So, what does this mean for the legislative process, and what laws Washington will be able to pass? With their ten-seat majority, Democrats should be able to make President Trump’s life a lot harder, possibly even impeaching him if the Mueller Report is at all damning and if more moderate (“blue dog”) Democrats will play along. Meanwhile, the Senate is likely, with a larger Republican majority and the absence of swing votes Sens. Corker, Flake, and McCain, to become more pro-Trump. While a more conservative Senate will likely mean judicial nominations won’t be the spectacle they were for now-Justices Gorsuch and Kavanaugh, more complex or comprehensive items on the President’s legislative agenda, like healthcare or taxes are likely to be difficult due to split control of Congress. Democrats in the House will want compromise across the aisle (or will just flat-out refuse to cooperate, in all likelihood), while Republicans in the Senate will want more conservative items and might not vote for a bill if they think it is too moderate.

What this likely equates to is legislative gridlock, and therefore, President Trump will try to forward his agenda by issuing executive orders, which are not subject to checks and balances. This mirrors what President Obama did when he was in a similar position, and perceived executive overreach contributed to negative perceptions of the President among those on the Right. So, when Congress inevitably fails to pass pro-Trump legislation, and the President attempts to issue executive orders, it is likely that there will be a similar backlash among those on the Left.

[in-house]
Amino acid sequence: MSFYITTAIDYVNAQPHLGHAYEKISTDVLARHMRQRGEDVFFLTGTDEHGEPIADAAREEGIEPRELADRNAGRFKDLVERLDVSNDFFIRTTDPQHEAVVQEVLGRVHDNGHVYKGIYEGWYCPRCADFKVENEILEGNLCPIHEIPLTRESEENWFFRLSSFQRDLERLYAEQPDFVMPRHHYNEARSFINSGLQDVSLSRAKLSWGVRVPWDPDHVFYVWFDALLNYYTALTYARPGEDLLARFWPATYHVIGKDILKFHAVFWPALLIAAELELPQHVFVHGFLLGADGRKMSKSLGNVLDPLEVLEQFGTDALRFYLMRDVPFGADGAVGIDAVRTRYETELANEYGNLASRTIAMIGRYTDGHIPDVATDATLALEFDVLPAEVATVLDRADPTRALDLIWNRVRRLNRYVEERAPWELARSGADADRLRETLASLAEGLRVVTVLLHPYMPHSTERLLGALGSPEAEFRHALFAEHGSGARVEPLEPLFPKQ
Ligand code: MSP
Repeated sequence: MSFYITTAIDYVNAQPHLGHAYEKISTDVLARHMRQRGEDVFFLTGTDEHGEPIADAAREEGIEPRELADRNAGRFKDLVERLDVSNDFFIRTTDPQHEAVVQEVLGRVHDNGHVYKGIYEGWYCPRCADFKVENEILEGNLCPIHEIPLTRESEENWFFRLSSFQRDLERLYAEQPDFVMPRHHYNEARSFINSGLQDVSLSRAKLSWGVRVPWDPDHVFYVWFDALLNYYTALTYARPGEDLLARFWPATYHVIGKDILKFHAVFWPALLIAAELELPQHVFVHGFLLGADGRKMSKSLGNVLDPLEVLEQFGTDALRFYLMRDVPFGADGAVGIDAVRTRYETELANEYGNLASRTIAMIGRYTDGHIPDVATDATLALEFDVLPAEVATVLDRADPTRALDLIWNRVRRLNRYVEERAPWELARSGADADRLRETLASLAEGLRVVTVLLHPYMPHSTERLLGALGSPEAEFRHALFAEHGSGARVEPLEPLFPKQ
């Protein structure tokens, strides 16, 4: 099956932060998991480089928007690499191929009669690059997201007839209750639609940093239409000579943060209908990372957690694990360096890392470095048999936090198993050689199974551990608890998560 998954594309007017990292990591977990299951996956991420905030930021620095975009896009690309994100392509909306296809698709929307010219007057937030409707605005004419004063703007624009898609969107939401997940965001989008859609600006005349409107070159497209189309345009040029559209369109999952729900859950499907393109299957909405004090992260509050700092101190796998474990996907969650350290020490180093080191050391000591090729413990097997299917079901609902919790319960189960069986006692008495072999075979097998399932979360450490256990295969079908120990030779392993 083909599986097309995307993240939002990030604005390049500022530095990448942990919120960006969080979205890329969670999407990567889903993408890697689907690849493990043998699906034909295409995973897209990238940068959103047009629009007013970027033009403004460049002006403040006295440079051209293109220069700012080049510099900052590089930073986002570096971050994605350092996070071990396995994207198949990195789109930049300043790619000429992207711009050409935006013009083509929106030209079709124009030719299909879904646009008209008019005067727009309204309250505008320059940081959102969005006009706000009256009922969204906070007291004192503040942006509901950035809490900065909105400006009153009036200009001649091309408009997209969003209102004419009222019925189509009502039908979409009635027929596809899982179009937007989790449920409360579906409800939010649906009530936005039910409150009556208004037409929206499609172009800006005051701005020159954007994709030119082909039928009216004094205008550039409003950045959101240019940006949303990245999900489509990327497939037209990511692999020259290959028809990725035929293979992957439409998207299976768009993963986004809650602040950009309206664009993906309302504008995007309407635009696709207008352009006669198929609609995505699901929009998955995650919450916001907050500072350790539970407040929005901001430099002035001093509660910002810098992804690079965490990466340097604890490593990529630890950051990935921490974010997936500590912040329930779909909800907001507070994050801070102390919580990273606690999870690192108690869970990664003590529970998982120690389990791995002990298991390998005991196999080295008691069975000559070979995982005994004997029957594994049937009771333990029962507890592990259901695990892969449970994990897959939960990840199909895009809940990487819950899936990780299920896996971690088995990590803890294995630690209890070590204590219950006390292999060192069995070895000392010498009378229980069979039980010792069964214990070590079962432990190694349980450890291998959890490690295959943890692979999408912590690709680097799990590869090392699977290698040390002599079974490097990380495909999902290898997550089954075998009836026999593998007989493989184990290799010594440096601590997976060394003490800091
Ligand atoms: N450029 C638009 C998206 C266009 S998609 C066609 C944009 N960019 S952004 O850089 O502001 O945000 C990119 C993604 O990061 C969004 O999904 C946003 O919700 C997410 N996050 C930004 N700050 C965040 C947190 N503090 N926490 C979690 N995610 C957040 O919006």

Overall, the midterm elections were monumental for electing a more diverse slate of candidates and helping both parties align their caucuses with the less moderate views shared by their bases. This contributed to Democrats’ losses in Indiana and Florida and Republicans’ losses in Arizona and Nevada. These elections did not send a unified message from the American people. Regardless, these elections should make President Trump’s job a lot harder by giving Democrats in the House the power to refuse to pass his legislation or censure, and possibly even impeach him.